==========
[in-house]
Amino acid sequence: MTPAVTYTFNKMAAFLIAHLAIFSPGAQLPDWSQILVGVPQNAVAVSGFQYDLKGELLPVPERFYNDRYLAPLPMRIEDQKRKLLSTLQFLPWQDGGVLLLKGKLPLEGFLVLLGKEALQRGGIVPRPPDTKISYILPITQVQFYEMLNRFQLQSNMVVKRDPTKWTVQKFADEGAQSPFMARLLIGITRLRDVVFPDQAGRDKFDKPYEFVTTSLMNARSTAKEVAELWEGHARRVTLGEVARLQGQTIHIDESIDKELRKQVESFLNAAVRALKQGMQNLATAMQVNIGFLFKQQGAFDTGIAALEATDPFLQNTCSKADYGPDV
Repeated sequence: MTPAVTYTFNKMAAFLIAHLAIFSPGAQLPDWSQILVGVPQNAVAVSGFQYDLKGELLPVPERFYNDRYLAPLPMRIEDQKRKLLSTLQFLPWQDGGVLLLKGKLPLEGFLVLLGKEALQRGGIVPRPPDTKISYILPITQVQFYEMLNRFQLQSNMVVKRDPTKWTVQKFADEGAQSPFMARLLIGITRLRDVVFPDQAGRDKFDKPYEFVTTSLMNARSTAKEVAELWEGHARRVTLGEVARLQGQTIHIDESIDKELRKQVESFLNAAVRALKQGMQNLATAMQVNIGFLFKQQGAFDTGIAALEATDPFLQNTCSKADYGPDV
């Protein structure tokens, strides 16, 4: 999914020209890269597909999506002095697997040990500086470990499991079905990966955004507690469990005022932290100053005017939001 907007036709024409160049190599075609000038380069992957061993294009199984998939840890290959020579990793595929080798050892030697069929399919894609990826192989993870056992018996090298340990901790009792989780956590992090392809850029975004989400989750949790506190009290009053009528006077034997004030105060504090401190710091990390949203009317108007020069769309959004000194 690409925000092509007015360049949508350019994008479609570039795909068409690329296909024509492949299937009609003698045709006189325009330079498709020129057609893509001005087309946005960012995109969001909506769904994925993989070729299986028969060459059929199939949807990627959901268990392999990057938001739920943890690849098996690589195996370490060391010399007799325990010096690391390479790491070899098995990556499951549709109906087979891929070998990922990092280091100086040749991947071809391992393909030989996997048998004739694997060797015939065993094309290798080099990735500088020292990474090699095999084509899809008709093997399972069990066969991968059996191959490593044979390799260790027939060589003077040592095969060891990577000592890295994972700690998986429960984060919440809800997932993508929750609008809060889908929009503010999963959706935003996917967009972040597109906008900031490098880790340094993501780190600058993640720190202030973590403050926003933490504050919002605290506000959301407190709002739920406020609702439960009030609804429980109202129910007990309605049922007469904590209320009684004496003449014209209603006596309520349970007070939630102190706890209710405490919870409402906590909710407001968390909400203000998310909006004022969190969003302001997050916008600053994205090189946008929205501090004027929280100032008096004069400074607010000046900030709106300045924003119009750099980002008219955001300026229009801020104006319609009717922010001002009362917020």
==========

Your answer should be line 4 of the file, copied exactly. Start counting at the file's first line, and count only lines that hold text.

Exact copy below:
């Protein structure tokens, strides 16, 4: 999914020209890269597909999506002095697997040990500086470990499991079905990966955004507690469990005022932290100053005017939001 907007036709024409160049190599075609000038380069992957061993294009199984998939840890290959020579990793595929080798050892030697069929399919894609990826192989993870056992018996090298340990901790009792989780956590992090392809850029975004989400989750949790506190009290009053009528006077034997004030105060504090401190710091990390949203009317108007020069769309959004000194 690409925000092509007015360049949508350019994008479609570039795909068409690329296909024509492949299937009609003698045709006189325009330079498709020129057609893509001005087309946005960012995109969001909506769904994925993989070729299986028969060459059929199939949807990627959901268990392999990057938001739920943890690849098996690589195996370490060391010399007799325990010096690391390479790491070899098995990556499951549709109906087979891929070998990922990092280091100086040749991947071809391992393909030989996997048998004739694997060797015939065993094309290798080099990735500088020292990474090699095999084509899809008709093997399972069990066969991968059996191959490593044979390799260790027939060589003077040592095969060891990577000592890295994972700690998986429960984060919440809800997932993508929750609008809060889908929009503010999963959706935003996917967009972040597109906008900031490098880790340094993501780190600058993640720190202030973590403050926003933490504050919002605290506000959301407190709002739920406020609702439960009030609804429980109202129910007990309605049922007469904590209320009684004496003449014209209603006596309520349970007070939630102190706890209710405490919870409402906590909710407001968390909400203000998310909006004022969190969003302001997050916008600053994205090189946008929205501090004027929280100032008096004069400074607010000046900030709106300045924003119009750099980002008219955001300026229009801020104006319609009717922010001002009362917020």